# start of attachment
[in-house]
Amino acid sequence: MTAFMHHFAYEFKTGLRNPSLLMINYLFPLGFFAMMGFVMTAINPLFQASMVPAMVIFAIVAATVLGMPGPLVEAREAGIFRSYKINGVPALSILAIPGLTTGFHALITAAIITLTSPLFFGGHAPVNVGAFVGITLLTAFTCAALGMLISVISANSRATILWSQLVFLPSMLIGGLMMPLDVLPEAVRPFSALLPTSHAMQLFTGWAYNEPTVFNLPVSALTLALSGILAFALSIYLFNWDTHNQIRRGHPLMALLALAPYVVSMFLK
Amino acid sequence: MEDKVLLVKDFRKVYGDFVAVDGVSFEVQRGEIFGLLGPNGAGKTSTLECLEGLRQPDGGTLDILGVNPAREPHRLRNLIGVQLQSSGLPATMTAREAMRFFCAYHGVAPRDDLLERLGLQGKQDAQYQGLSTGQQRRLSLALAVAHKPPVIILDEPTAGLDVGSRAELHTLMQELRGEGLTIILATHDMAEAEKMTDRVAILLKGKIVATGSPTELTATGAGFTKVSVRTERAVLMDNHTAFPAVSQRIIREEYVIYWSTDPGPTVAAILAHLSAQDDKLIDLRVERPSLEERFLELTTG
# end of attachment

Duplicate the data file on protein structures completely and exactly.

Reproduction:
[in-house]
Amino acid sequence: MTAFMHHFAYEFKTGLRNPSLLMINYLFPLGFFAMMGFVMTAINPLFQASMVPAMVIFAIVAATVLGMPGPLVEAREAGIFRSYKINGVPALSILAIPGLTTGFHALITAAIITLTSPLFFGGHAPVNVGAFVGITLLTAFTCAALGMLISVISANSRATILWSQLVFLPSMLIGGLMMPLDVLPEAVRPFSALLPTSHAMQLFTGWAYNEPTVFNLPVSALTLALSGILAFALSIYLFNWDTHNQIRRGHPLMALLALAPYVVSMFLK
Amino acid sequence: MEDKVLLVKDFRKVYGDFVAVDGVSFEVQRGEIFGLLGPNGAGKTSTLECLEGLRQPDGGTLDILGVNPAREPHRLRNLIGVQLQSSGLPATMTAREAMRFFCAYHGVAPRDDLLERLGLQGKQDAQYQGLSTGQQRRLSLALAVAHKPPVIILDEPTAGLDVGSRAELHTLMQELRGEGLTIILATHDMAEAEKMTDRVAILLKGKIVATGSPTELTATGAGFTKVSVRTERAVLMDNHTAFPAVSQRIIREEYVIYWSTDPGPTVAAILAHLSAQDDKLIDLRVERPSLEERFLELTTG